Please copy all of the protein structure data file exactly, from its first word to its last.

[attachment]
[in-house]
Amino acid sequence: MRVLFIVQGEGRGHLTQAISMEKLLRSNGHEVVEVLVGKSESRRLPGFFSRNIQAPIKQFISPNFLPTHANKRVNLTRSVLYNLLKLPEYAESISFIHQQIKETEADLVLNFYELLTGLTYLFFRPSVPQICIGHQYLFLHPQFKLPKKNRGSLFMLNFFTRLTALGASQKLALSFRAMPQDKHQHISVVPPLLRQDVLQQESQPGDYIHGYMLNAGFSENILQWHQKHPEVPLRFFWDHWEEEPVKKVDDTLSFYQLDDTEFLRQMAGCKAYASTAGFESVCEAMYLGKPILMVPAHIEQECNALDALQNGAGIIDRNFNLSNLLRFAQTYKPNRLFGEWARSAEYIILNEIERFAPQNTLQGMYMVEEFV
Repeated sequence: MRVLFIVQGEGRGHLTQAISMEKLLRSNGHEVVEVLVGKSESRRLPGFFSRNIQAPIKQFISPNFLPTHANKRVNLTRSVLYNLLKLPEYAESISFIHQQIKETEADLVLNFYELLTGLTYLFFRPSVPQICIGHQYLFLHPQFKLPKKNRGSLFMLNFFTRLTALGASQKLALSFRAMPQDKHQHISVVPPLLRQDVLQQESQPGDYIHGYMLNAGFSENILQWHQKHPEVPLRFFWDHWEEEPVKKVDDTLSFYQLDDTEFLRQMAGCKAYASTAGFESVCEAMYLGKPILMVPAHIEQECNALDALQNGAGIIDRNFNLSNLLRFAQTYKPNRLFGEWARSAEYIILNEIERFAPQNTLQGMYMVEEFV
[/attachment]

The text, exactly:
[in-house]
Amino acid sequence: MRVLFIVQGEGRGHLTQAISMEKLLRSNGHEVVEVLVGKSESRRLPGFFSRNIQAPIKQFISPNFLPTHANKRVNLTRSVLYNLLKLPEYAESISFIHQQIKETEADLVLNFYELLTGLTYLFFRPSVPQICIGHQYLFLHPQFKLPKKNRGSLFMLNFFTRLTALGASQKLALSFRAMPQDKHQHISVVPPLLRQDVLQQESQPGDYIHGYMLNAGFSENILQWHQKHPEVPLRFFWDHWEEEPVKKVDDTLSFYQLDDTEFLRQMAGCKAYASTAGFESVCEAMYLGKPILMVPAHIEQECNALDALQNGAGIIDRNFNLSNLLRFAQTYKPNRLFGEWARSAEYIILNEIERFAPQNTLQGMYMVEEFV
Repeated sequence: MRVLFIVQGEGRGHLTQAISMEKLLRSNGHEVVEVLVGKSESRRLPGFFSRNIQAPIKQFISPNFLPTHANKRVNLTRSVLYNLLKLPEYAESISFIHQQIKETEADLVLNFYELLTGLTYLFFRPSVPQICIGHQYLFLHPQFKLPKKNRGSLFMLNFFTRLTALGASQKLALSFRAMPQDKHQHISVVPPLLRQDVLQQESQPGDYIHGYMLNAGFSENILQWHQKHPEVPLRFFWDHWEEEPVKKVDDTLSFYQLDDTEFLRQMAGCKAYASTAGFESVCEAMYLGKPILMVPAHIEQECNALDALQNGAGIIDRNFNLSNLLRFAQTYKPNRLFGEWARSAEYIILNEIERFAPQNTLQGMYMVEEFV